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Multiple bugs in libarchive sandboxing code #743
caught this post elsewhere.
There seem to be three libarchive issues described in this document. (Actually four, but the first listed "Vulnerability #1" was already fixed.) The key first step, of course, is formulate and commit appropriate tests for each of these. Then we can work through the best way to solve them.
Here are a few thoughts based on a cursory skim:
This describes a bad interaction between the symlink tests and the deep directory handling. I could be talked into dumping the deep-directory handling as the author suggests, though I would like to at least try to find a better solution.
This describes another problem with symlink checks: I suspect this is a simple fix to ensure that the matching prefix terminates at a path component. I recall someone else mentioning this issue but cannot recall if it was already fixed.
This claims that hard links with data payloads can escape the sandbox. The first question I would need to research is whether this capability in archive_write_disk is used by any non-tar format. In particular, I recall that newc cpio format handles hard links backwards from traditional tar, which may rely on this code. If newc relies on this, then the author's advice to just remove this capability isn't really feasible. (Even apart from newc, I'm a bit reluctant to drop a POSIX-mandated feature of this sort.)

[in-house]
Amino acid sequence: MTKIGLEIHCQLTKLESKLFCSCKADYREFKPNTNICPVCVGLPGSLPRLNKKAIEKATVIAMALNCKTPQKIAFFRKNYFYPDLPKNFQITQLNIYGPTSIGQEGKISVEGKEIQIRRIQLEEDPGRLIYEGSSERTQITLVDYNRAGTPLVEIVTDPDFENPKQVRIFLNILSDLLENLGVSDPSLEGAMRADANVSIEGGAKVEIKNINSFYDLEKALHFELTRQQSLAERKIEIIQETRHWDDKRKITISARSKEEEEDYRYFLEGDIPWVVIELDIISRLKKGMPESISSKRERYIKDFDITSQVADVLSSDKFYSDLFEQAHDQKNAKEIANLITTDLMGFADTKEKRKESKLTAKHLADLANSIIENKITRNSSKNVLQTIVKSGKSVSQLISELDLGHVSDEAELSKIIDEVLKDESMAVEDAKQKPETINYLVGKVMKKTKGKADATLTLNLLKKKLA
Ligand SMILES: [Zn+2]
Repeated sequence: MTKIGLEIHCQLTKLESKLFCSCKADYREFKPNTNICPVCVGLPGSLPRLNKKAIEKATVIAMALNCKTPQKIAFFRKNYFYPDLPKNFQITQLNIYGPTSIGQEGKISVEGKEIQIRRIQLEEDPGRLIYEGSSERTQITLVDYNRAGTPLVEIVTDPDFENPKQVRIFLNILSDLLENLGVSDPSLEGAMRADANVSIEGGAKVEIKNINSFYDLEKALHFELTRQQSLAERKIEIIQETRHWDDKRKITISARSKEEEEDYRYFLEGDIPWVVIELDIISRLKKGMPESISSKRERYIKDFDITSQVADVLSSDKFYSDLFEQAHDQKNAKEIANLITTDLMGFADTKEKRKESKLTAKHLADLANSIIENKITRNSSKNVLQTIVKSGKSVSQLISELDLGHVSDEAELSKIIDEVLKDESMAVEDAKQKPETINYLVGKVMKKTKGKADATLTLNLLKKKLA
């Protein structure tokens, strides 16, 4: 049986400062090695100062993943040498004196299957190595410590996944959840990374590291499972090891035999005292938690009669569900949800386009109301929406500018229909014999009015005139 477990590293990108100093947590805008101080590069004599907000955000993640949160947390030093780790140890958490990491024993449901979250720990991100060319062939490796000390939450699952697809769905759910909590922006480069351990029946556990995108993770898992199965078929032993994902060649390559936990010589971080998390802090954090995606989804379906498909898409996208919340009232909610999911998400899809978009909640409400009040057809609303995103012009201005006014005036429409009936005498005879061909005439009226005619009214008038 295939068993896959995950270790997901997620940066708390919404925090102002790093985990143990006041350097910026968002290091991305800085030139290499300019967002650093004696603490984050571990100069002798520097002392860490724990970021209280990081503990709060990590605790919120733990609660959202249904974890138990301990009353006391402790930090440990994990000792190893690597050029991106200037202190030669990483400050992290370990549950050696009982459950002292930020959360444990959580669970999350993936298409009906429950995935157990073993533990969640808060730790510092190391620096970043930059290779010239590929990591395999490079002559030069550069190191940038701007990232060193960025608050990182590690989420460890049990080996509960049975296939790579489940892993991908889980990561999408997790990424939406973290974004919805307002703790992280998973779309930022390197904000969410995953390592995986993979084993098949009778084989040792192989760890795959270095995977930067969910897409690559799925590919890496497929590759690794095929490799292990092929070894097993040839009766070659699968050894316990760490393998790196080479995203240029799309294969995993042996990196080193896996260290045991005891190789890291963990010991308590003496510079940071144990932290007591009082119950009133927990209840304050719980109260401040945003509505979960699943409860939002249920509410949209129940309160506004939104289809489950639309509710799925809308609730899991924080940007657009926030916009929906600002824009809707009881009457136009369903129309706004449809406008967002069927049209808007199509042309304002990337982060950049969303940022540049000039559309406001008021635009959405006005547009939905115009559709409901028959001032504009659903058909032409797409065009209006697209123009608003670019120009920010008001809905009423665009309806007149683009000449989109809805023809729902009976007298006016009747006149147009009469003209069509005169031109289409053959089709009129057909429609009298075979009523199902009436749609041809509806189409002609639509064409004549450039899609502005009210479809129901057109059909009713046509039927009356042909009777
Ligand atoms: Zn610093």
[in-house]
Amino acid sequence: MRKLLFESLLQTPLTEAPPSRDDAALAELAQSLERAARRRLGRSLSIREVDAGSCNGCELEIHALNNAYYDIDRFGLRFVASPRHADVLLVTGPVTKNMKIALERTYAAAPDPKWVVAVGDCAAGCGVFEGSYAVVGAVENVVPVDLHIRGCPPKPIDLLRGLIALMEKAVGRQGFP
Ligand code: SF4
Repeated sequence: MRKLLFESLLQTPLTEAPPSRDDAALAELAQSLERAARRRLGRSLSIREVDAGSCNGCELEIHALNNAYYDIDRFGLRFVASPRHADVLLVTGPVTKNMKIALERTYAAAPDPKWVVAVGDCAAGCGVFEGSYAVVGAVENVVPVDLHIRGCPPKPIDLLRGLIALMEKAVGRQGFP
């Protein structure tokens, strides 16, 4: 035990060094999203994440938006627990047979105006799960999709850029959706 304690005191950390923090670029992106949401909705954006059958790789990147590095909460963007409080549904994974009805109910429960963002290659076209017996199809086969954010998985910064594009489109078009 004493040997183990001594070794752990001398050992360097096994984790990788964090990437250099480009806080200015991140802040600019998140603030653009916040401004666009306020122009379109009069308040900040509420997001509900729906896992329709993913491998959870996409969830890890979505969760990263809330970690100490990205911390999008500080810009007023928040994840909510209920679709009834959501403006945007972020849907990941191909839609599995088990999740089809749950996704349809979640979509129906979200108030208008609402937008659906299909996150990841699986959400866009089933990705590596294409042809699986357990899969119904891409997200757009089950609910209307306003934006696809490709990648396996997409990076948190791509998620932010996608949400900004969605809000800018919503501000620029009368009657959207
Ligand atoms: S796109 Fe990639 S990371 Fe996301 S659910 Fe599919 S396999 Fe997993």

Here via John Leyden's tweet.
I don't have the time to test the portsnap attacks, but I can confirm that the libarchive/tar and bspatch attacks work on our 10.x machines, and I'm happy to test any libarchive/tar fixes.
Judging by the painstaking amount of work put into the bspatch exploit especially, I think it's highly unlikely that the creator lacks the means to deploy it via mitm. Otherwise, I've never seen anything like this in terms of apparent work/reward. It would be comical if it weren't so horrifying. Think of all those locked-down fbsd machines that have no external-facing daemons/services and that perform only updates. Our telecommunications floor alone has several dozen.
Someone needs to alert the fbsd mailing lists (-current, -security?) pronto. I'd rather not mail them myself from work. And we should also get more details on the linux distributions.
…ames Because check_symlinks is handled separately from the deep-directory support, very long pathnames cause problems. Previously, the code ignored most failures to lstat() a path component. In particular, this led to check_symlinks always passing for very long paths, which in turn provides a way to evade the symlink checks in the sandboxing code. We now fail on unrecognized lstat() failures, which plugs this hole at the cost of disabling deep directory support when the user requests sandboxing. TODO: This probably cannot be completely fixed without entirely reimplementing the deep directory support to integrate the symlink checks. I want to reimplement the deep directory hanlding someday anyway; openat() and related system calls now provide a much cleaner way to handle deep directories than the chdir approach used by this code.